In a series of forecasts last week America’s largest newspaper publishers expressed guarded optimism over the outlook for ad revenues.
Among the publishers assessing the ad futures were:
• Gannett, the nation’s biggest newspaper group. “Over the last few weeks we have seen wildly varying forecasts, from very, very robust numbers that are too optimistic to double-dip negatives that we think are too pessimistic,” declared chairman/ceo Douglas McCorkindale. “As usual, we'll plan conservatively at this point.”
• New York Times Company, which anticipates a 3% to 5% rise in advertising next year. “We are cautiously optimistic about ad revenue growth in 2003,” declared senior vp–newspaper operations Janet Robinson.
• Dow Jones, which in November reported the first rise in ad lineage at the Wall Street Journal for 25 months. “There are straws in the wind that lead us to be cautiously optimistic,” said chairman/ceo Peter R Kann.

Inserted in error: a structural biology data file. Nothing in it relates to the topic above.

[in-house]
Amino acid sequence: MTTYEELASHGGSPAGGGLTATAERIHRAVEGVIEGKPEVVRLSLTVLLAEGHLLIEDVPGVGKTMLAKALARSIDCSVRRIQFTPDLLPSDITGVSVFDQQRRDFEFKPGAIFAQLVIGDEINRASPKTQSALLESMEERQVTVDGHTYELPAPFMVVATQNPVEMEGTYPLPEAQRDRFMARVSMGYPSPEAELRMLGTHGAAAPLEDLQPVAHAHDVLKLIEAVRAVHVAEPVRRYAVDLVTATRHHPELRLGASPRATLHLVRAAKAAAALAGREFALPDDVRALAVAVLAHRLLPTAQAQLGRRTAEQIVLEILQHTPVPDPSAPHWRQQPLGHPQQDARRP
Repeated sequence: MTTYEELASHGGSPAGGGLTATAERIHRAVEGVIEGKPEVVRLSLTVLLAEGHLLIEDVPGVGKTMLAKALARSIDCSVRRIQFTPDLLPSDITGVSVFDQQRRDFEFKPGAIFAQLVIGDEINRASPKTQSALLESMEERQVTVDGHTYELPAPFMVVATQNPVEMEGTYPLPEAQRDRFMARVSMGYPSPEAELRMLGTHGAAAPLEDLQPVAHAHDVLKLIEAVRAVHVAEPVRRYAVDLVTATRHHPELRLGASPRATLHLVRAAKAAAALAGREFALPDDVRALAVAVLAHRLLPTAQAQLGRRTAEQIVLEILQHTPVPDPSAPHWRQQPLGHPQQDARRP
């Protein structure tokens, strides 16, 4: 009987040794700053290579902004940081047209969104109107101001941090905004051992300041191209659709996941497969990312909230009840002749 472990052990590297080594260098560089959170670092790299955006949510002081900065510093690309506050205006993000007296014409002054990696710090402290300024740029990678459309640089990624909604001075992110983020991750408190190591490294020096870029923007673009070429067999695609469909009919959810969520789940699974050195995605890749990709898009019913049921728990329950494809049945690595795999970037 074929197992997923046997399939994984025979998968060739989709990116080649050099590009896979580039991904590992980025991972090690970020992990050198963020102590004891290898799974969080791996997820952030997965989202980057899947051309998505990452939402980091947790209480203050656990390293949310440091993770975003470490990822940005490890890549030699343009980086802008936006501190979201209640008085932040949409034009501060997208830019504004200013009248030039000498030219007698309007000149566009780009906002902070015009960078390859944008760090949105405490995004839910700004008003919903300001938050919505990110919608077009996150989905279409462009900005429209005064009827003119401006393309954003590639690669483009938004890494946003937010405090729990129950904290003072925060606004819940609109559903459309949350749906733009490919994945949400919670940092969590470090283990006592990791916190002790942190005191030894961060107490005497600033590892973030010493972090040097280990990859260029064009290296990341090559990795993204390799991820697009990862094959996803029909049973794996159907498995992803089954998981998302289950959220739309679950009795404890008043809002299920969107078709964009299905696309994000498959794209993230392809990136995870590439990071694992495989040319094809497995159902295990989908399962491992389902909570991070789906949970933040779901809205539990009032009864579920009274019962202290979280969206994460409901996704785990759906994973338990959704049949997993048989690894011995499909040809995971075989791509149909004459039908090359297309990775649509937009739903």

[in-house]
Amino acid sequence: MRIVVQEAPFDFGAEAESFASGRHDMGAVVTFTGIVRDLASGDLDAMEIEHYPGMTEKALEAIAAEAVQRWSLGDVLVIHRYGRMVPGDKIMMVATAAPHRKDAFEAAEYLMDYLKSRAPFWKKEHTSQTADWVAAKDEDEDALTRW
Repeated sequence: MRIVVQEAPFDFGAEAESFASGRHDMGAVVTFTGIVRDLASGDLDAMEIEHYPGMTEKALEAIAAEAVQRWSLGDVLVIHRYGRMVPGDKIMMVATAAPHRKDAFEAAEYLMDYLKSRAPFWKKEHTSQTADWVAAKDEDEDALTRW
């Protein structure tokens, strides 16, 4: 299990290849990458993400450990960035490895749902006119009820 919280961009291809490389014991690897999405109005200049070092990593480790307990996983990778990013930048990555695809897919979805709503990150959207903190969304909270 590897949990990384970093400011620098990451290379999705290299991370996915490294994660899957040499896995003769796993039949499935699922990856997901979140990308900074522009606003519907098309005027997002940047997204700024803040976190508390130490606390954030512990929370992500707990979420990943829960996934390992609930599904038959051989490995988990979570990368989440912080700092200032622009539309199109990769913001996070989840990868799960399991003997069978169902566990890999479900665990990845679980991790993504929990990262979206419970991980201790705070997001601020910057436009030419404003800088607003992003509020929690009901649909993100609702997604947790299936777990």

• Tribune, publisher of the Chicago Tribune and Los Angeles Times, which predicts a mid-single-digit percentage increase in its important help-wanted advertising next year.
• Washington Post Company, which revealed that its flagship title is seeing a rise in advertising by small and medium-sized firms (traditionally a conservative sector), but refused to give any predictions for next year.
Analysts tend to be less cautious. UBS Warburg rune-reader Brian Shipman predicts 3% growth in the overall newspaper ad market, attributing the industry’s hesitancy to uncertainty over the economy and possible war.
Data sourced from: The Wall Street Journal Online; additional content by WARC staff